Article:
The device that represents the network-Internet “edge” for your home network i.e. the router won’t just be serving that function in a standalone way anymore. Here, it will work in tandem with other Internet-side and network-side computing devices to become a highly-sophisticated “hub” for your home network.
One of these drivers is to provide a simplified customer-support process, especially for those of us who use carrier-provided equipment at the edge. Here, the support and provisioning process can be fulfilled by the router supplying information to your carrier or ISP regarding your Internet service’s and home network’s performance.without wasting time requiring the customer to supply this information during a support call. This may be considered controversial but has value regarding the support and troubleshooting process which can perplex those of us who aren’t competent with technology such as a lot of older people.
It also encompasses the fact that distributed Wi-Fi will be the “new norm” for the home network, whether through multiple access points connected to a wired or dedicated-wireless backbone, the use of one or more wireless range extenders or a mesh-driven distributed wireless network. Here, it may be about simplifying the process of commissioning the “satellite” wireless devices and making sure that they are performing as expected to assure maximum Wi-Fi coverage across your premises.
The other factor is for a call to provide for always-maintained software in these devices thanks to issues being raised regarding the security of our home networks and the Internet. It was underscored through the recent distributed denial-of-service attacks against various Internet services and blogs using the Mirai bot network that was running compromised software on routers, network cameras and the like which hosted poorly-maintained software to facilitate these attacks.
Let’s not forget that the home-network gateway device will be expected to do more in conjunction with cloud services. Here, they want to provide this kind of service in the same context as the “app-store” commonly associated with mobile computing platforms but increasingly associated with regular computing platforms, and an increasing number of dedicated-purpose devices like printers. It is where a customer can add on extra functionality to their home-network router after they have bought and installed that device rather than buying and installing a new device to achieve this goal.
I was learning about this thanks to a news release offered to me by Diego Gastaldi from Technicolor Connected home regarding this topic. Technicolor came in on this game thanks to buying in to Thomson who supplies a lot of the customer-premises equipment provisioned by telcos and ISPs for their broadband Internet service, especially the triple-play services. This company had presented at Mobile World Congress some of their new concepts for the home-network gateway devices that will be pitched to the likes of Telstra or Bouygues Télécom for their services along with how they can add that extra value.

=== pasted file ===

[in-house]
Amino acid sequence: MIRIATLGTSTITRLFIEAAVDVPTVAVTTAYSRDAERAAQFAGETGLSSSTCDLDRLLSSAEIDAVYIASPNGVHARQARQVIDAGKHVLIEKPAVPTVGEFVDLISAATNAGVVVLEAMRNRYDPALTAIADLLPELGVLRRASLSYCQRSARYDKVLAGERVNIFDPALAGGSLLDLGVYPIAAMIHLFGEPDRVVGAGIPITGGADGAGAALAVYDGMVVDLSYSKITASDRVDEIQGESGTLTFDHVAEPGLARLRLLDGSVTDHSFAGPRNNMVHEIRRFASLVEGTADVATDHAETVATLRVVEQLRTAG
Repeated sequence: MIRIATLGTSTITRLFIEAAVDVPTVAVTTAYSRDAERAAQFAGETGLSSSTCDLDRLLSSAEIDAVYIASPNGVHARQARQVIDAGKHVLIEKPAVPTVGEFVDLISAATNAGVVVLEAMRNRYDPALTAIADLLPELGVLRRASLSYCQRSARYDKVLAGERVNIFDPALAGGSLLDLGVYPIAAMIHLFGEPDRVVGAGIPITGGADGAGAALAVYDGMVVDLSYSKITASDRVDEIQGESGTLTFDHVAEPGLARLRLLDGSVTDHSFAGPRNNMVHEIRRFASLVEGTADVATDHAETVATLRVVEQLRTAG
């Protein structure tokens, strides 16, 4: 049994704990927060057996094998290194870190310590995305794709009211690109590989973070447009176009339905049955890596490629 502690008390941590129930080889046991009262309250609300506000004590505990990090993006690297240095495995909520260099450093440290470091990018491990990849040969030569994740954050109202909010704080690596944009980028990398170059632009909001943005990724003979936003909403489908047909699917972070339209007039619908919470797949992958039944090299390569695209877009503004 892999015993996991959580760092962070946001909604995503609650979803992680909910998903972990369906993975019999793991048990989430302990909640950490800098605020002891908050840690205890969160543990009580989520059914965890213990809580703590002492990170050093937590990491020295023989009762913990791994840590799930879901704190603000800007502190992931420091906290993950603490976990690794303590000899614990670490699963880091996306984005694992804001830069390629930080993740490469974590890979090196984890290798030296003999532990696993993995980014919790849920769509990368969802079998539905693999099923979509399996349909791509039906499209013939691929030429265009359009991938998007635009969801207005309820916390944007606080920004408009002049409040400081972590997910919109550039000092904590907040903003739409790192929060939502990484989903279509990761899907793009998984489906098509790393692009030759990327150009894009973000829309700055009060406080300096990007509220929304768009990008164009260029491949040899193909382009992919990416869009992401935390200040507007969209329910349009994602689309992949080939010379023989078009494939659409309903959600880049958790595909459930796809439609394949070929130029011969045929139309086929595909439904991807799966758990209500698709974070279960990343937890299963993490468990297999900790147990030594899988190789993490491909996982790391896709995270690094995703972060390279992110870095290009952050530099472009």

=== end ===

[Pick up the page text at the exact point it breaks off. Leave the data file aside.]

This is in conjunction with Technicolor announcing their solutions for managed distributed Wi-Fi setups along with devices supporting wireline broadband and mobile wireless broadband on the Internet (WAN) side. The latter trend existed mainly with small-business equipment but its appeal for the home network is being underscored with the “quick-to-provide” goal for an interim wireless service before a wireline service is rolled out, a “fatter pipe” for broadband service by aggregating wireline and mobile broadband services; and always-available broadband for business, e-health / ageing-at-home and the smart home’s security.
The typical applications that will be called out would be to provide business-style “unified threat management” for the home network as a network security measure. Or they could be about joining a “community wireless” platform like Fon where they can share Wi-Fi bandwidth with guests or customers.
But they are also highlighting applications like monitoring elderly loved ones at home to be sure they are OK. Earlier on in 2010, I had a conversation with a representative from Ekahau regarding their Wi-Fi-based Real Time Location System in a residential or small-business environment. This was more so with their T301BD Wi-Fi Pager Tag, pitched primarily as a name tag with duress-alert abilities for healthcare and similar enterprise-level applications, being used as part of an “ageing at home” or similar home-based care scenario. Then I had noticed initial doubt about this kind of application in the home but such setups could be made real with distributed Wi-Fi and them being offered on a cloud-driven “as-a-service” model.
By using a multiple-computer “cloud” approach, there isn’t a requirement to overload a router device with extra processing circuitry which would require a large device to be designed. Typically this would be fulfilled by the use of one or more data centers connected to the Internet like the Amazon Web Services approach Technicolor are using. But, as the compact network-attached-storage maintains its appeal as an on-premises network storage hub with most of these devices offering “remote access” or “personal cloud” functionality, this kind of “cloud” approach could encompass these devices along with other “function-specific” hubs like smart meters or security systems.
But what is happening is that there will be more expectations out of the router device that sits between the home network and the Internet with it being a “gateway” to more online services.